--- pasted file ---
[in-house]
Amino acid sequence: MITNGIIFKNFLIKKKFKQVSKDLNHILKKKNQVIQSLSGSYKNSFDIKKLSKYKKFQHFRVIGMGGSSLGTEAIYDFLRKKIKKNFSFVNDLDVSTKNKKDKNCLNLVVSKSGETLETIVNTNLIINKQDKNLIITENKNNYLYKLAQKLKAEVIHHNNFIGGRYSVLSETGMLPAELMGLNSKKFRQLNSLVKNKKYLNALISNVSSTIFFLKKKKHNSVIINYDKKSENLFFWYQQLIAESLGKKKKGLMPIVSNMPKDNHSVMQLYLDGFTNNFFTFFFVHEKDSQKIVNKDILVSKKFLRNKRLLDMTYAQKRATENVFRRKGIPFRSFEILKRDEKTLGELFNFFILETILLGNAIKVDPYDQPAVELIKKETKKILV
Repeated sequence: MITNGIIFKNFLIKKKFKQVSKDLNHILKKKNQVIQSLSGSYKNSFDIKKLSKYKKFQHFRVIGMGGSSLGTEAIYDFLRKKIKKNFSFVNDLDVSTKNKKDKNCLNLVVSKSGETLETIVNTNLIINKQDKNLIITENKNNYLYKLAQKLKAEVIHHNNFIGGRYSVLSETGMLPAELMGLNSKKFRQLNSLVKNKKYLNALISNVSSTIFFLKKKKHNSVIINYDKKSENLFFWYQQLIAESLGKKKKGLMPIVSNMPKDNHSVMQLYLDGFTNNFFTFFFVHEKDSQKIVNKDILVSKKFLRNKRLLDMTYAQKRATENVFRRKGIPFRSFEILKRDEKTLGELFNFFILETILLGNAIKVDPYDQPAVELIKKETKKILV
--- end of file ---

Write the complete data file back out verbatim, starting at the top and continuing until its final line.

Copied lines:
[in-house]
Amino acid sequence: MITNGIIFKNFLIKKKFKQVSKDLNHILKKKNQVIQSLSGSYKNSFDIKKLSKYKKFQHFRVIGMGGSSLGTEAIYDFLRKKIKKNFSFVNDLDVSTKNKKDKNCLNLVVSKSGETLETIVNTNLIINKQDKNLIITENKNNYLYKLAQKLKAEVIHHNNFIGGRYSVLSETGMLPAELMGLNSKKFRQLNSLVKNKKYLNALISNVSSTIFFLKKKKHNSVIINYDKKSENLFFWYQQLIAESLGKKKKGLMPIVSNMPKDNHSVMQLYLDGFTNNFFTFFFVHEKDSQKIVNKDILVSKKFLRNKRLLDMTYAQKRATENVFRRKGIPFRSFEILKRDEKTLGELFNFFILETILLGNAIKVDPYDQPAVELIKKETKKILV
Repeated sequence: MITNGIIFKNFLIKKKFKQVSKDLNHILKKKNQVIQSLSGSYKNSFDIKKLSKYKKFQHFRVIGMGGSSLGTEAIYDFLRKKIKKNFSFVNDLDVSTKNKKDKNCLNLVVSKSGETLETIVNTNLIINKQDKNLIITENKNNYLYKLAQKLKAEVIHHNNFIGGRYSVLSETGMLPAELMGLNSKKFRQLNSLVKNKKYLNALISNVSSTIFFLKKKKHNSVIINYDKKSENLFFWYQQLIAESLGKKKKGLMPIVSNMPKDNHSVMQLYLDGFTNNFFTFFFVHEKDSQKIVNKDILVSKKFLRNKRLLDMTYAQKRATENVFRRKGIPFRSFEILKRDEKTLGELFNFFILETILLGNAIKVDPYDQPAVELIKKETKKILV